• If there is an outbreak near you, practice social distancing (stay at home, instead of going to the movies, sports events, or other activities).
  • Get a flu shot.

Local resources

KSL Coronavirus Q&A 

Utah’s Coronavirus Information 

Utah State Board of Education

Utah Hospital Association

The Church of Jesus Christ of Latter-day Saints

Utah Coronavirus Information Line – 1-800-456-7707

National Resources

Centers for Disease Control and Prevention

Commonly asked questions, World Health Organization

Cases in the United States

Today’s Top Stories

COVID-19: Vaccine Watch

A sign reading "immunizations" hangs over a desk. COVID-19 vaccines Utah...
Samantha Herrera

Where to find a COVID-19 vaccine provider for children 5 and under in Utah

COVID-19 vaccines are now available for children as young as 6 months old, but where can you find a vaccine provider for your child in Utah?
7 days ago
A child is comforted after getting his COVID-19 vaccine....
Samantha Herrera

More COVID-19 vaccines ordered in Utah for children as young as 6 months

32,000 doses of COVID-19 vaccines for children 6 months and older have been ordered by the Utah Department of Health and Human Services.
8 days ago
This combination of 2022 and 2020 file  photos shows logos for the U.S. Centers for Disease Control...
LAURAN NEERGAARD AP Medical Writer

Marathon US hearings to decide fate of COVID shots for tots

On Wednesday, both Moderna and Pfizer will argue their case. Each company aims to offer a different dose and number of shots.
20 days ago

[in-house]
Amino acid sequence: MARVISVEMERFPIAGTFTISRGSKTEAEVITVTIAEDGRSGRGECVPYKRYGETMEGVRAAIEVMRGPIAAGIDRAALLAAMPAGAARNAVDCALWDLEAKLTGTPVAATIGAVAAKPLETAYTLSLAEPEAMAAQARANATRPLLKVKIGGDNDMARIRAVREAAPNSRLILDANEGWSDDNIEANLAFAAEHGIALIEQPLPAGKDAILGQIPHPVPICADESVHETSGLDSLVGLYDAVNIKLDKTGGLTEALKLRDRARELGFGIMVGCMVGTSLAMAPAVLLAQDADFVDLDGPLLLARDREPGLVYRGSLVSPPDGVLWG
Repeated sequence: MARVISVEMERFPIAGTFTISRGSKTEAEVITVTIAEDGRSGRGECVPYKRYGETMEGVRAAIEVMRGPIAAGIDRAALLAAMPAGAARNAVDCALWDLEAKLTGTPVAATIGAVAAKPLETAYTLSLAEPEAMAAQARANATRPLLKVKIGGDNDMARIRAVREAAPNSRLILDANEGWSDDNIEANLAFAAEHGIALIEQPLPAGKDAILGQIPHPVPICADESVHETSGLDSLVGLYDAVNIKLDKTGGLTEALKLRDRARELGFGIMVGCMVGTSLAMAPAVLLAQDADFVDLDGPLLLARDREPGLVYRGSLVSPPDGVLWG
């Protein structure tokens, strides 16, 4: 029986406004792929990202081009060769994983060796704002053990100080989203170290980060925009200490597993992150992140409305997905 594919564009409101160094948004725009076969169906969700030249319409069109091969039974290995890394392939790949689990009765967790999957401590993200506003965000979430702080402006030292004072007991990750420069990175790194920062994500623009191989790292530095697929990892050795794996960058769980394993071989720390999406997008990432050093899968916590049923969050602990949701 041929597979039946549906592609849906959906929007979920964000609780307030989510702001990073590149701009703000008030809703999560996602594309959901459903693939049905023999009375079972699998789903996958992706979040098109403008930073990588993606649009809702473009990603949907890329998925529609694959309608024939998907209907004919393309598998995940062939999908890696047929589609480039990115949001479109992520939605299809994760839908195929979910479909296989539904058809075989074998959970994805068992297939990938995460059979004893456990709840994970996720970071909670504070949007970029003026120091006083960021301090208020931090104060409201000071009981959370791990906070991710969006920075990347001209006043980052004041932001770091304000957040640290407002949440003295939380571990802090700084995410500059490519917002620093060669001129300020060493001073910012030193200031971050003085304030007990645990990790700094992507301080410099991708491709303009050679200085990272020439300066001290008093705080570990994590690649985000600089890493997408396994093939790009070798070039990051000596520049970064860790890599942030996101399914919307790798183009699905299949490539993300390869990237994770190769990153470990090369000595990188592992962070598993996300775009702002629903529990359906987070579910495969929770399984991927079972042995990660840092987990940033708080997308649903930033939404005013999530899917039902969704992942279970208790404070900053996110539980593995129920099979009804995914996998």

FILE - A vial of the Phase 3 Novavax coronavirus vaccine is seen ready for use in the trial at St. ...
LOLITA C. BALDOR Associated Press

New vaccine may be option for troops with religious concerns

At least 175 active duty and reserve service members have received the Novavax vaccine. Some have traveled overseas at their own expense to get it.
21 days ago
utah student achievement COVID-19...
Simone Seikaly

Utah student performance knocked down during COVID-19 restrictions

A review of multiple Utah student performance exams found "significant impacts" in mathematics achievement across grades.
28 days ago
COVID-19 vaccine...
KEVIN McGILL

Opponents of federal vaccine mandate seek rehearing

Mr. Biden issued an order Sept. 9 that more than 3.5 million federal executive branch workers undergo vaccination, with no option to get regularly tested.
1 month ago

Sponsored Articles

Tax Harassment...
Jordan Wilcox

The best strategies for dealing with IRS tax harassment | You have options!

Learn how to deal with IRS tax harassment. This guide will teach you how to stop IRS phone calls and letters, and how to handle an IRS audit.
spend a day at Bear Lake...
Bear Lake Convention and Visitors Bureau

You’ll love spending the day at Bear Lake | How to spend a day at Bear Lake

Bear Lake is a place that needs to be experienced. Spend a day at Bear Lake.
Curb Appeal...
Price's Guaranteed Doors

How to have the best of both worlds for your house | Home security and curb appeal

Protect your home and improve its curb appeal with the latest security solutions like beautiful garage doors and increased security systems.
Prescription opioids can be disposed of during National Prescription Take Back Day...
Know Your Script

Prescription opioid misuse | How to protect your family from the opioid epidemic

Studies have shown that prescription opioid misuse has increased since COVID-19. So what do you need to know about these opioids?
Follow @ikeyospe...

Tax Tuesday: The Most Common Mistakes People Make When Filing Their Taxes

Fortunately, for most average earners, they will not end up owing overpayments received for the Child Tax Credit in 2021.
Follow @ikeyospe...

Tax Tuesday: How will last year’s child tax credits affect you?

Fortunately, for most average earners, they will not end up owing overpayments received for the Child Tax Credit in 2021.
We know who gets the vaccine first — but who gets it next?